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Claxton v. Kum & Go, L.C.

United States District Court, W.D. Missouri, Southern Division

June 11, 2015

COLTON CLAXTON, individually and on behalf of all others similarly situated, Plaintiff,
v.
KUM & GO, L.C. d/b/a KUM & GO, Defendant.

ORDER

DOUGLAS HARPOOL, District Judge.

Before the Court is Plaintiff's "Unopposed Motion for Approval of Class Action Settlement and Award of Attorneys' Fees, Costs and Expenses, Incentive Award, and Suggestions in Support." (Doc. 44). Plaintiff informs the Court that, through mediation and other negotiation, the parties have reached a settlement agreement. The Settlement Agreement is filed as an exhibit to Plaintiff's motion. Plaintiff now moves the Court to conditionally certify a settlement only class, to appoint class counsel, to preliminarily approve the parties' settlement, to approve the proposed notice plan, and to set a fairness hearing.

The Court deferred ruling on Plaintiff's unopposed motion until such time as Plaintiff provided additional briefing on the issue of class certification under Federal Rule of Civil Procedure 23, as required by Amchem Products, Inc. v. Windsor, 521 U.S. 591, 619-22 (1997). Plaintiff provided such briefing and the Court held a hearing on Plaintiff's motion. Following the hearing, the parties filed a joint report addressing several concerns expressed by the Court. The matter is now ripe for review. Upon full and careful consideration, the Court hereby GRANTS Plaintiff's unopposed motion (Doc. 44).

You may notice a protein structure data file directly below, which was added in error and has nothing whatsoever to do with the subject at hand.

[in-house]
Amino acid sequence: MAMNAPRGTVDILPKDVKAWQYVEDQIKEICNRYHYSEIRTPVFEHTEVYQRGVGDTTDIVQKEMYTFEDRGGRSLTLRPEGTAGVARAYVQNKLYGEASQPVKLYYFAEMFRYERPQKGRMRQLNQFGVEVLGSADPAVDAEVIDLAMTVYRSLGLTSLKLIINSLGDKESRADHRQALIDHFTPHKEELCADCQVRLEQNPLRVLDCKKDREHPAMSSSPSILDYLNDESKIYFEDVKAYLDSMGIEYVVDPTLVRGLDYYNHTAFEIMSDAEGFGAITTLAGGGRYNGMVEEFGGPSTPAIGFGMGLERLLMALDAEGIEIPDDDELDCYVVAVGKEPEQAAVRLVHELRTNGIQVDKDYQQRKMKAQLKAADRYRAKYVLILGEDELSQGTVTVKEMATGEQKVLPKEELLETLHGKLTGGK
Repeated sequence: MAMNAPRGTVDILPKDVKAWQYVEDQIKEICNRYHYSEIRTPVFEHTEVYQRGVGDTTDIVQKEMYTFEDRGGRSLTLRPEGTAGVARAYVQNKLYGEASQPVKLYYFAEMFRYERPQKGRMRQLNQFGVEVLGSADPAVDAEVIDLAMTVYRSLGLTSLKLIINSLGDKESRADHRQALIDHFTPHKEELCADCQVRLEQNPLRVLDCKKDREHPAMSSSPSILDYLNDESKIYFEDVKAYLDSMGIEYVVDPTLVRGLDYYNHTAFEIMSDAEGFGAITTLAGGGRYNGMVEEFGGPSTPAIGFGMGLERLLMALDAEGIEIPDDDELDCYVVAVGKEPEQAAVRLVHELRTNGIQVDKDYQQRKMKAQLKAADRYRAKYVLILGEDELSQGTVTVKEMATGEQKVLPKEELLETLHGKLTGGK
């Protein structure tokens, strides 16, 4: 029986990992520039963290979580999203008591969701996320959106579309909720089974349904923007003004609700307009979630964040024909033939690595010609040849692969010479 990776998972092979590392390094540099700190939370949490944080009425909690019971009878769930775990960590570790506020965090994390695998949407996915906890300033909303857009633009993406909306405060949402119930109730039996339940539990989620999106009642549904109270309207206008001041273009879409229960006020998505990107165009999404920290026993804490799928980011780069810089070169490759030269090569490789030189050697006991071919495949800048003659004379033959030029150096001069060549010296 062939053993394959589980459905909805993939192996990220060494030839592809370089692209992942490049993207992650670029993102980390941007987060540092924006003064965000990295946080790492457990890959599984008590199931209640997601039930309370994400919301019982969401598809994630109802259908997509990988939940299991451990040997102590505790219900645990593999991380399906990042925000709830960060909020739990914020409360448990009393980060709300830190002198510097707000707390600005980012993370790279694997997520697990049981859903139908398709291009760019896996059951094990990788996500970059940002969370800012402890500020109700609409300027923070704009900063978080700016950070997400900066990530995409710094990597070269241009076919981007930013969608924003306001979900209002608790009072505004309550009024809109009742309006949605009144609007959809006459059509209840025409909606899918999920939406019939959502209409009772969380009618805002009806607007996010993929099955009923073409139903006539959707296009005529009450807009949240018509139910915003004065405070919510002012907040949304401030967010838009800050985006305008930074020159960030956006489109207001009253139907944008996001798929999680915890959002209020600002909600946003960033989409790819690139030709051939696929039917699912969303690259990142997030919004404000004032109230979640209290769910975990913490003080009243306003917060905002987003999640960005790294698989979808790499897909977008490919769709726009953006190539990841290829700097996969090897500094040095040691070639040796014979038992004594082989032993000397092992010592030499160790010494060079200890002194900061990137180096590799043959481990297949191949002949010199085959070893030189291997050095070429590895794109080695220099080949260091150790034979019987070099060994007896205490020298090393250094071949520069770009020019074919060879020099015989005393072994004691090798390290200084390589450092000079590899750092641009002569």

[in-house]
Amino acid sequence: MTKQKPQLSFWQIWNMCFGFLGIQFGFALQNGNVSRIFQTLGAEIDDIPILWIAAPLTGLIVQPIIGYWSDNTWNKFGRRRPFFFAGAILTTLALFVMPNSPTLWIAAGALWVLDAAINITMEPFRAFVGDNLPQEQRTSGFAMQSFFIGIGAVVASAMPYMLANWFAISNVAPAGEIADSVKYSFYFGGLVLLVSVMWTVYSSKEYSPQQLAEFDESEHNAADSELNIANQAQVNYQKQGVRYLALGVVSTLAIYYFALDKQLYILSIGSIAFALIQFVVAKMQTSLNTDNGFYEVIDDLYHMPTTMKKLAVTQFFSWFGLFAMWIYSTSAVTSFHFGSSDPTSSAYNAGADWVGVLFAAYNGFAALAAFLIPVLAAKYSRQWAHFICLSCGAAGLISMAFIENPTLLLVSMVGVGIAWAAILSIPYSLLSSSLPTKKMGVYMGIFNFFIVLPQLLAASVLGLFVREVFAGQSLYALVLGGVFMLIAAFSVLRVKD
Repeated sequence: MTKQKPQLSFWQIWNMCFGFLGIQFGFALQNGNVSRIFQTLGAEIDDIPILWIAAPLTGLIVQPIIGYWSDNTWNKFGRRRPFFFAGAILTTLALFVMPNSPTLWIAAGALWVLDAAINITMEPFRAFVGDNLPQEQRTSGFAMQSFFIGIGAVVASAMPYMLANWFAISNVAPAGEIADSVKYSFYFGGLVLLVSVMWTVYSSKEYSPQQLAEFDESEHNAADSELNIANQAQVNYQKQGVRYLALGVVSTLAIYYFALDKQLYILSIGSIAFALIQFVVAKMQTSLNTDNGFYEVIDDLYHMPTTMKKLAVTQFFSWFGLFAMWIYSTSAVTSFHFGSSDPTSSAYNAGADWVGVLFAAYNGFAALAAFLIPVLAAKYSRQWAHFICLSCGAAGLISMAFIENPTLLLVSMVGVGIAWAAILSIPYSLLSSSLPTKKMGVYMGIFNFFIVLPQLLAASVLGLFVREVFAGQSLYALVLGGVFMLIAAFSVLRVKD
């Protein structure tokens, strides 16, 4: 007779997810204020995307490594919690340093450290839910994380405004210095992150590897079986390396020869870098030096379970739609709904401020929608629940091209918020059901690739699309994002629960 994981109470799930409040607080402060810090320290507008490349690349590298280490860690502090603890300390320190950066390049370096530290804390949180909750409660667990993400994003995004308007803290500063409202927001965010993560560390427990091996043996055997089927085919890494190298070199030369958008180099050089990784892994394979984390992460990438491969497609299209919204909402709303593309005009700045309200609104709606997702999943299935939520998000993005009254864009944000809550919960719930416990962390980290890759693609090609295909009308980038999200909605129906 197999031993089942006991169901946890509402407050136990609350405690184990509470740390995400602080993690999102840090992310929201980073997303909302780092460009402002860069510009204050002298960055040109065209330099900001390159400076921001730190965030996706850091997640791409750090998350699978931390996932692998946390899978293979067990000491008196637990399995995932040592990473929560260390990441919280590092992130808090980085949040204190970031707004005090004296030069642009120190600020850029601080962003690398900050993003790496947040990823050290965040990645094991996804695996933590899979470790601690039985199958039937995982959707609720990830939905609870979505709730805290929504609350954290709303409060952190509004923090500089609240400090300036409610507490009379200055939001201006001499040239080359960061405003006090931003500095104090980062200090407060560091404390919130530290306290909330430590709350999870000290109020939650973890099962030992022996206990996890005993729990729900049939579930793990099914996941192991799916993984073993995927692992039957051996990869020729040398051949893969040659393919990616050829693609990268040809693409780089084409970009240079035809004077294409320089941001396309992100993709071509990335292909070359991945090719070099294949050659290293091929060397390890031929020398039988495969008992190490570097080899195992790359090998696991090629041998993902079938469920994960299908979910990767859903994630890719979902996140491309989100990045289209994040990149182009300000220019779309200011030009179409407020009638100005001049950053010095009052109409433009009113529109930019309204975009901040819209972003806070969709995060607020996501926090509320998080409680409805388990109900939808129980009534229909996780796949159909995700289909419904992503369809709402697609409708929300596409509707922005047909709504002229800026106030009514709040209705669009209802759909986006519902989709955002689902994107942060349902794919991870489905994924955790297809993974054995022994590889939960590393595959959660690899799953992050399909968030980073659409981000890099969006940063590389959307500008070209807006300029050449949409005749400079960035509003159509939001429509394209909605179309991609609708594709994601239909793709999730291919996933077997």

BACKGROUND

On July 23, 2014 an investigator from the Missouri Division of Weights and Measures responded to a complaint of regular unleaded and number two diesel fuel cross-contamination at Kum & Go store number 473 (ID# 1889) located at 620 North National, Springfield Missouri 65802. The investigator interviewed employees from Kum & Go and Broyles Petroleum Equipment, and his investigation turned up the following information. On July 17, 2014 at approximately 1:49 p.m., Kum & Go received a product delivery from Solar Transport including approximately 4, 001 gallons of regular unleaded fuel and 4, 004 gallons of undyed ultra low sulfur number two diesel fuel. At some point thereafter, Kum & Go began receiving complaints of cross contaminated fuel. Kum & Go contacted Broyles Petroleum Equipment and Solar Transport to pump out the tanks and flush out the product lines. During the process of removing the product from the diesel tank, the product level in the unleaded tank also began dropping. It was determined that an old 2" "siphon bar manifold" piping system existed between the regular unleaded and number two diesel fuel tanks. The siphon appears to have been "activated" when the regular unleaded tank was filled nearly to capacity, which allowed the unleaded product to migrate to the diesel tank creating a siphon effect; as the unleaded product level in the tank lowered, the siphon reversed and allowed the number two diesel and unleaded mixture to then migrate to the regular unleaded tank.